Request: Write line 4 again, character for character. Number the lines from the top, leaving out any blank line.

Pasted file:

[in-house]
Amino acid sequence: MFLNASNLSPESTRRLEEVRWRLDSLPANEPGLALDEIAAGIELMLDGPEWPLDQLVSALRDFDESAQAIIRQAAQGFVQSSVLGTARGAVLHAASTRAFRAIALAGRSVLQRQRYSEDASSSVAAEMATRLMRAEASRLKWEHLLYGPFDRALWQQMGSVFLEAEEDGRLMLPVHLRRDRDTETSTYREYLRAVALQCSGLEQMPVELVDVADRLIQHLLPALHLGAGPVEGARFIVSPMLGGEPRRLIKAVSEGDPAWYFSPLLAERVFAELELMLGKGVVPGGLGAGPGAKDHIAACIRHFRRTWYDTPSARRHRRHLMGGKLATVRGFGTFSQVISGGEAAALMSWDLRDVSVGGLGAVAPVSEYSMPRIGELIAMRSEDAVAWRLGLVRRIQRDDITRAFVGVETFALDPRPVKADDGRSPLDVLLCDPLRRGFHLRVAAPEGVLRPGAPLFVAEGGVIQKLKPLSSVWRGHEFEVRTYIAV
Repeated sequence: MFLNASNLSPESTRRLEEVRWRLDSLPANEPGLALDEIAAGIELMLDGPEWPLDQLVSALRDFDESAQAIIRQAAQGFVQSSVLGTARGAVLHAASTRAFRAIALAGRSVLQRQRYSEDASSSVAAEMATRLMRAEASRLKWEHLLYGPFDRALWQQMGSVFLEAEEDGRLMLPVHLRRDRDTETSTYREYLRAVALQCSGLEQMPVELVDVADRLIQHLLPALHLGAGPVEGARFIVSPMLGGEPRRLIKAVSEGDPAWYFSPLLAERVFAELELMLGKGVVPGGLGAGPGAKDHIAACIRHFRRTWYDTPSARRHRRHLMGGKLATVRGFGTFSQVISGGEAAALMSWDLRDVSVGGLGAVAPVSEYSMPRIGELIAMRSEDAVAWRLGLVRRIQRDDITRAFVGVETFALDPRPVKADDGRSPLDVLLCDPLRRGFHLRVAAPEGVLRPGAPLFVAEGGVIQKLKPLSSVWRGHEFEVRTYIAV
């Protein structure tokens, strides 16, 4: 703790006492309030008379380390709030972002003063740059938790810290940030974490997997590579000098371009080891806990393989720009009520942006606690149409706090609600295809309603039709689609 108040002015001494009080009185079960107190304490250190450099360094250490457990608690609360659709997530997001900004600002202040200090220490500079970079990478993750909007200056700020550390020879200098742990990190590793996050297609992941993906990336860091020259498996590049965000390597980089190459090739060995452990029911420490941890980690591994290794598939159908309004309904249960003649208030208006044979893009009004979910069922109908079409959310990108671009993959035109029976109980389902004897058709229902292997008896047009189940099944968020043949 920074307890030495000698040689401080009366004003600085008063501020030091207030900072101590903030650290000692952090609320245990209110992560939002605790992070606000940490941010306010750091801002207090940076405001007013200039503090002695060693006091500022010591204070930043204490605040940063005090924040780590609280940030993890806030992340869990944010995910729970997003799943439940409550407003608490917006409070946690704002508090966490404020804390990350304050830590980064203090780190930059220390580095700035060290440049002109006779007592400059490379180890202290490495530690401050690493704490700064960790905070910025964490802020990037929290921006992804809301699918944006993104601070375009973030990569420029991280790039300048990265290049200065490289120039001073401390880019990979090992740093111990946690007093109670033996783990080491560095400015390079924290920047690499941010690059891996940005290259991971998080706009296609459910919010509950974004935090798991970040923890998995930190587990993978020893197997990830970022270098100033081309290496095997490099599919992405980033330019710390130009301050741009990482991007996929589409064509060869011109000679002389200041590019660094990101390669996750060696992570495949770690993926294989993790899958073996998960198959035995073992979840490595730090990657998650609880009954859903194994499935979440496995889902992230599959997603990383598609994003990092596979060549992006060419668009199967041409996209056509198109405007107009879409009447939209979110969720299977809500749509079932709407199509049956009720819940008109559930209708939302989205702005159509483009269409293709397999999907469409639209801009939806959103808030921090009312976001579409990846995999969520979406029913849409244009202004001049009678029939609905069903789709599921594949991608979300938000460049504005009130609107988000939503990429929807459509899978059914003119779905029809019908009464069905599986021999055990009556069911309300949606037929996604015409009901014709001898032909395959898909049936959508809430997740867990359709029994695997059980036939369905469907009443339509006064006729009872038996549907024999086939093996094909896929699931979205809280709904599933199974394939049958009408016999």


């Protein structure tokens, strides 16, 4: 703790006492309030008379380390709030972002003063740059938790810290940030974490997997590579000098371009080891806990393989720009009520942006606690149409706090609600295809309603039709689609 108040002015001494009080009185079960107190304490250190450099360094250490457990608690609360659709997530997001900004600002202040200090220490500079970079990478993750909007200056700020550390020879200098742990990190590793996050297609992941993906990336860091020259498996590049965000390597980089190459090739060995452990029911420490941890980690591994290794598939159908309004309904249960003649208030208006044979893009009004979910069922109908079409959310990108671009993959035109029976109980389902004897058709229902292997008896047009189940099944968020043949 920074307890030495000698040689401080009366004003600085008063501020030091207030900072101590903030650290000692952090609320245990209110992560939002605790992070606000940490941010306010750091801002207090940076405001007013200039503090002695060693006091500022010591204070930043204490605040940063005090924040780590609280940030993890806030992340869990944010995910729970997003799943439940409550407003608490917006409070946690704002508090966490404020804390990350304050830590980064203090780190930059220390580095700035060290440049002109006779007592400059490379180890202290490495530690401050690493704490700064960790905070910025964490802020990037929290921006992804809301699918944006993104601070375009973030990569420029991280790039300048990265290049200065490289120039001073401390880019990979090992740093111990946690007093109670033996783990080491560095400015390079924290920047690499941010690059891996940005290259991971998080706009296609459910919010509950974004935090798991970040923890998995930190587990993978020893197997990830970022270098100033081309290496095997490099599919992405980033330019710390130009301050741009990482991007996929589409064509060869011109000679002389200041590019660094990101390669996750060696992570495949770690993926294989993790899958073996998960198959035995073992979840490595730090990657998650609880009954859903194994499935979440496995889902992230599959997603990383598609994003990092596979060549992006060419668009199967041409996209056509198109405007107009879409009447939209979110969720299977809500749509079932709407199509049956009720819940008109559930209708939302989205702005159509483009269409293709397999999907469409639209801009939806959103808030921090009312976001579409990846995999969520979406029913849409244009202004001049009678029939609905069903789709599921594949991608979300938000460049504005009130609107988000939503990429929807459509899978059914003119779905029809019908009464069905599986021999055990009556069911309300949606037929996604015409009901014709001898032909395959898909049936959508809430997740867990359709029994695997059980036939369905469907009443339509006064006729009872038996549907024999086939093996094909896929699931979205809280709904599933199974394939049958009408016999």